The Low Down on the Underground Written by Jenna Herche @jennaherche

In a day and age where technology reigns supreme, it has become more and more common to see radio hosts take their shows on the road; the road to independence that is. There are several reasons for the transition that are apparent. First and foremost, the industry is inundated with artists, DJ’s, radio hosts and internet radio shows; there are more underground stations now then ever before. An increase in supply conversely affects demand and drives prices down with respect to studio time. A lower price point makes things more accessible to “talent” and thus, affect the quality and caliber of the show, furthermore the radio station.

A lack of talent, followed by lack of teamwork within certain stations is apparent. The primary goal of underground radio stations and shows should be to work together to build a brand. The bigger the brand becomes, the better the sponsorship potential. It would also increase the stations press access and interviews with mainstream events and talent. Instead, the shows on these networks are left to fend for themselves with respect to garnering guests, sponsors and promotion; this, despite paying a monthly fee for their show to air. Did I forget to mention that some of these stations use Ustream? A program that only stores the footage for three months; the footage is lost unless the show has backed it up autonomously.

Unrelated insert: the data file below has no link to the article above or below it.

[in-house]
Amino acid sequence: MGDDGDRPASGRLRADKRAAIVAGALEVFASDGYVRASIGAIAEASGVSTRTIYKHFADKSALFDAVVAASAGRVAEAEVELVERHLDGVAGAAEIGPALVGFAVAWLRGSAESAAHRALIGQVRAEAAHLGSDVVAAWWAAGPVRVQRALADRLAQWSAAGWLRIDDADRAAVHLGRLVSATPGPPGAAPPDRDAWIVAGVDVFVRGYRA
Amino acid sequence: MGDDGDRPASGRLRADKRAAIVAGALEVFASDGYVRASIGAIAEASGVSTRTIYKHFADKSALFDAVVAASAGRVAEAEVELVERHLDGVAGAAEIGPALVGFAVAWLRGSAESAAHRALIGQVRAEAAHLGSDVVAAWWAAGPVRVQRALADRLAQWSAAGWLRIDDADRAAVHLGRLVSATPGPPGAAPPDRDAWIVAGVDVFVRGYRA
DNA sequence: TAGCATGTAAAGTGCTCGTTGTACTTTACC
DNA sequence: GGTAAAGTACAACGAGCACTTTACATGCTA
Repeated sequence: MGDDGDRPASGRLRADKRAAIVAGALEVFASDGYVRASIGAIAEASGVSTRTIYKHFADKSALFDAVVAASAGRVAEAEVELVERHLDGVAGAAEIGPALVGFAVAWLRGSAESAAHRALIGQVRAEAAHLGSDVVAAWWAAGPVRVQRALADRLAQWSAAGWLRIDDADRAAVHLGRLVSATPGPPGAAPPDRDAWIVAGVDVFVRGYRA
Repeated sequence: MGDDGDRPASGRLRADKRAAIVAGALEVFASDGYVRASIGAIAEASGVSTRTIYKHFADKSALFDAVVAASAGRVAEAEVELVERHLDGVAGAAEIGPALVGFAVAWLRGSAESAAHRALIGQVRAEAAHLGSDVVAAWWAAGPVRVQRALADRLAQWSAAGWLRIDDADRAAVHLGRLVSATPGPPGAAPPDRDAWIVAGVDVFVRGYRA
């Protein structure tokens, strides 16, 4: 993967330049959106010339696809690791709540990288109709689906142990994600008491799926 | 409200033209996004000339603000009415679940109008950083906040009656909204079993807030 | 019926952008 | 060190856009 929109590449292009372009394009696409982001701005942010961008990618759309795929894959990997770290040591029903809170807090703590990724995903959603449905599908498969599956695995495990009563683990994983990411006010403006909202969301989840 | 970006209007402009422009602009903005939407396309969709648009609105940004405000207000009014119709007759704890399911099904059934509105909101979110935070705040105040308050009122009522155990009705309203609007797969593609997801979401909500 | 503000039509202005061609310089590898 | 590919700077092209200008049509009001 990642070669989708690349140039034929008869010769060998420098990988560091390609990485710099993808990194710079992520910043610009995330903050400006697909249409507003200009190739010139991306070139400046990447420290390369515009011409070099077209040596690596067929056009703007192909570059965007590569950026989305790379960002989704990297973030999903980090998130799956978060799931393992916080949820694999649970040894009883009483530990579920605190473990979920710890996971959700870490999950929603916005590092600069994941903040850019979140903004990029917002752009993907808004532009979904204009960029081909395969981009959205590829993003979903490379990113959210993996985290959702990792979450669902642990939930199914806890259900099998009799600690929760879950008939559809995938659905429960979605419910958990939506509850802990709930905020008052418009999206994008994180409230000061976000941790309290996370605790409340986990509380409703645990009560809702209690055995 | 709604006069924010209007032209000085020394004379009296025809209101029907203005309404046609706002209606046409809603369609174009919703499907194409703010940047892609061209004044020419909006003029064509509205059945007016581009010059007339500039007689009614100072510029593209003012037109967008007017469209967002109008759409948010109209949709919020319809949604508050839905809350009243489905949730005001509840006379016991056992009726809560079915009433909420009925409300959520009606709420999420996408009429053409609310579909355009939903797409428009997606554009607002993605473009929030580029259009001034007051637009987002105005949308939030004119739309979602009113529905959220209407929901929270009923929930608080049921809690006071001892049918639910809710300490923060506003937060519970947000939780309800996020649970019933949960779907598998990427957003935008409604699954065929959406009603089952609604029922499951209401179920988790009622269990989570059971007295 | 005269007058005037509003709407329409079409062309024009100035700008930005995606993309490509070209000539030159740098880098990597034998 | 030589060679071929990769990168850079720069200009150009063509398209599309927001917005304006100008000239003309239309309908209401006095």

So, what is a show to do? Do it yourself, of course! The wave of shows taking an independent stance is refreshing; and should be a cause for alarm for some underground radio stations. After all, who wants to be restricted to just one time slot or locale? Shooting your show independently allows so much more flexibility for the hosts and the guests they cater to. It also creates more opportunities to cross-brand and promote; which will ultimately increase your fan base. Think about how many more supporters you will have when you utilize venues, photographers, DJ’s and caterers outside of your realm; they will be just as grateful to you as you are to them. Lastly, independent shows have forced shows under station platforms, to step their game up with respect to graphics and promotion. I, for one, am forever grateful.

In closing, everyone is not prepared to make the next move single-handedly. If you are, you will require a strong team; see the article in this issue of “The Grynd Report” by DJ Jazzy Joyce, “Roles and Regulation”, which speaks to that. If you are not prepared, find the station that suits you the best, and build from there until you are. If you are an artist and are curious what shows are worthy of paid interviews, don’t. Please read “The Art of the Interview” by DJ Jazzy Joyce in the next issue of “The Grynd Report” for the full, unfiltered scoop.

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